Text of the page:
Published June 23, 2006
Should someone who is clearly mentally ill get out of serving jail time if they've committed a horrific crime? The capital murder retrial of Andrea Yates has ignited a national debate about the correct way to punish mentally ill criminals.
E-mail No. 1
The problem is that our system doesn't seem to know what to do with mental illness. In my opinion, there should not be an "innocent by reason of insanity" defense. There should be a "guilty" verdict with the "insanity" part coming in during sentencing. They should then "sentence" her to a mental institution — perhaps for life. Someone with mental illness who commits a crime should still be found guilty. To find them innocent is to do a grave injustice to the victims. However, they should receive the medical help required. And that should be an option of sentencing. They should pay for their crime while getting the help they need. This particular woman should always be under strict medical watch. Even if she takes her medicine and has periods of time when she is not psychotic, she has proven that she is a danger when her disease is not under control.
ANSWER: Wow! Boy did you get it right, I couldn't agree with you more.
During the 10 years I worked as a prosecutor, I always struggled with what to do with someone who was clearly mentally ill and committed a horrific crime. Where can you find justice, let alone solace, for the families of the victims? I think we need to update the existing laws to create uniformity across the states so that all people with mental illness who find themselves in the criminal justice system for committing horrific crimes will be treated exactly the same. It is necessary that the crimes they commit be acknowledged and properly handled by the state in which they offend. It is most important that there be justice for the victims and their families. However, as you pointed out, it is equally important that the mentally ill receive the psychological counseling and the medical treatment that they need at the facilities that are appropriate for the crimes they committed. It is imperative that the offenders not be released early without proper treatment, simply to offend again.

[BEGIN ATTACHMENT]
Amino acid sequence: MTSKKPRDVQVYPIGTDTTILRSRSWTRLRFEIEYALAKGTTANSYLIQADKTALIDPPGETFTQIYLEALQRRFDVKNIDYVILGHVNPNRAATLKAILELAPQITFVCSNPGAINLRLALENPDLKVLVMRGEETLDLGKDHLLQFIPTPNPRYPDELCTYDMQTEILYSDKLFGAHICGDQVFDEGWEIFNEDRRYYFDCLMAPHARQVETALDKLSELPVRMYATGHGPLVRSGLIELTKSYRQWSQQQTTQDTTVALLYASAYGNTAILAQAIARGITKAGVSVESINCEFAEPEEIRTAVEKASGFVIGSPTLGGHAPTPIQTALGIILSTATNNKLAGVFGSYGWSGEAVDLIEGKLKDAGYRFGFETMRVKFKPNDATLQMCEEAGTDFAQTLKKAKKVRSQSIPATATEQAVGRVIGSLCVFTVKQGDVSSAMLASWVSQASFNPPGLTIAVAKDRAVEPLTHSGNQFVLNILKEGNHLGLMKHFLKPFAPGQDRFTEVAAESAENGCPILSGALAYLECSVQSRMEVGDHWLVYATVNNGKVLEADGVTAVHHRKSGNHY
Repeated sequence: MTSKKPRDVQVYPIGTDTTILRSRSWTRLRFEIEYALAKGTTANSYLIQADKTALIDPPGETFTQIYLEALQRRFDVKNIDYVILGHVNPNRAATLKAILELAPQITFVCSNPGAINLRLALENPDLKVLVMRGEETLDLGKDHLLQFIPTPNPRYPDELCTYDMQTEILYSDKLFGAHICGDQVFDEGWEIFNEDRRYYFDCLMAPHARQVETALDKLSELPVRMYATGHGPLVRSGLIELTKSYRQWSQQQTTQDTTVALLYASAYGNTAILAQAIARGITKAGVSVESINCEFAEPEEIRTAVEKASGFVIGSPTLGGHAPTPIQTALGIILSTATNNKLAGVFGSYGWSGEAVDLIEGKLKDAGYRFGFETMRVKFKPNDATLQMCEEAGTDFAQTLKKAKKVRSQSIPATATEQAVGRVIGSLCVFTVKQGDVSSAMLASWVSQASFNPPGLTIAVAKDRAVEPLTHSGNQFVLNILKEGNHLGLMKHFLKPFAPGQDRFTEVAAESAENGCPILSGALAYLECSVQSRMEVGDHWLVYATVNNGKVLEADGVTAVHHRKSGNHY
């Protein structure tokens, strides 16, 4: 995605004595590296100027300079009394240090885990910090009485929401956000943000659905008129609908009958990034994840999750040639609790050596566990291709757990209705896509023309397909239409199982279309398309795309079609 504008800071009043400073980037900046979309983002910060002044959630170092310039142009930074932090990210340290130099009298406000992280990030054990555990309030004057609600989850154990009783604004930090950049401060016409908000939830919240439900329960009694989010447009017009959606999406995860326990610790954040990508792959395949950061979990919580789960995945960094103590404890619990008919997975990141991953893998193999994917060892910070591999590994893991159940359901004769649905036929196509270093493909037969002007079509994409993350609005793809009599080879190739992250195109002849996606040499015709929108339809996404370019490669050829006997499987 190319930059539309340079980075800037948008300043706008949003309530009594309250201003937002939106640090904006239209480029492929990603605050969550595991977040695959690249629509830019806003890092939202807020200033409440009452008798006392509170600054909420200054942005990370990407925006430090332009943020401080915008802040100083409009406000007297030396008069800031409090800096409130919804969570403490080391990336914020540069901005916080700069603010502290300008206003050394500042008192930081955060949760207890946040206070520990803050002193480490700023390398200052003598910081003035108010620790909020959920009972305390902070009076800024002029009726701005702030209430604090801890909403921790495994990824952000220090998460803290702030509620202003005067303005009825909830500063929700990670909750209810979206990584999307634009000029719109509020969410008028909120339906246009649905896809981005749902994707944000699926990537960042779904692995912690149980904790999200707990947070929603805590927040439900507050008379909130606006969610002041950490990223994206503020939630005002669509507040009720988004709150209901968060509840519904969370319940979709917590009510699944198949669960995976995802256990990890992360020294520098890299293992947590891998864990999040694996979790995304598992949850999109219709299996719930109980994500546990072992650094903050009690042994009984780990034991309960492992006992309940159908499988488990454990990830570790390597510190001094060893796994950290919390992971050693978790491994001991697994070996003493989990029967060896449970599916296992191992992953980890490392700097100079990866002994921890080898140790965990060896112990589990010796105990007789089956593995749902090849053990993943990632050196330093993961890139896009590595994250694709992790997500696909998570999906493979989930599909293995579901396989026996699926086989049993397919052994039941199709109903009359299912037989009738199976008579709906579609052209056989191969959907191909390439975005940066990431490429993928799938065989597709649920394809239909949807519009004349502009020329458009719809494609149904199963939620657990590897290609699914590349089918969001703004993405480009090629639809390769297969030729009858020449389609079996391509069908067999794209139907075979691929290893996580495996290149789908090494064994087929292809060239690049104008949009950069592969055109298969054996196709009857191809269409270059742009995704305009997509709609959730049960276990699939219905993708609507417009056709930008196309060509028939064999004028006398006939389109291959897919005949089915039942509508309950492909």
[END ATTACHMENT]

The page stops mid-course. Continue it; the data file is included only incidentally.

E-mail No. 2
I travel a lot and across this fine country. The big thing everywhere is, "Has Natalee's case gone cold?" People are devastated. Why has it been put in the background? Thank you for a
ANSWER: Dear G.P., It appears that the Natalee Holloway case is back in the front and center again. There are new details about an eyewitness to the disappearance and possible murder of Natalee Holloway. Aruban police have questioned a man who claims to have witnessed Natalee's rape and murder on a desolate beach. The witness is a forty-year-old Columbian construction worker who says he stayed silent until now because he is living in Aruba illegally and he feared deportation. This witness was turned over to prosecutors by former U.S. Secret Service agent Art Wood, who had interviewed him on the island in April after the witness had contacted Natalee's parents through an intermediary. It appears the Aruban prosecutors are still frantically trying to solve this case. We can only hope that maybe this time the new witness will lead to the justice we've all been waiting for in Natalie's case.
Watch Kimberly Guilfoyle on "The Lineup," weekends at 9 p.m. ET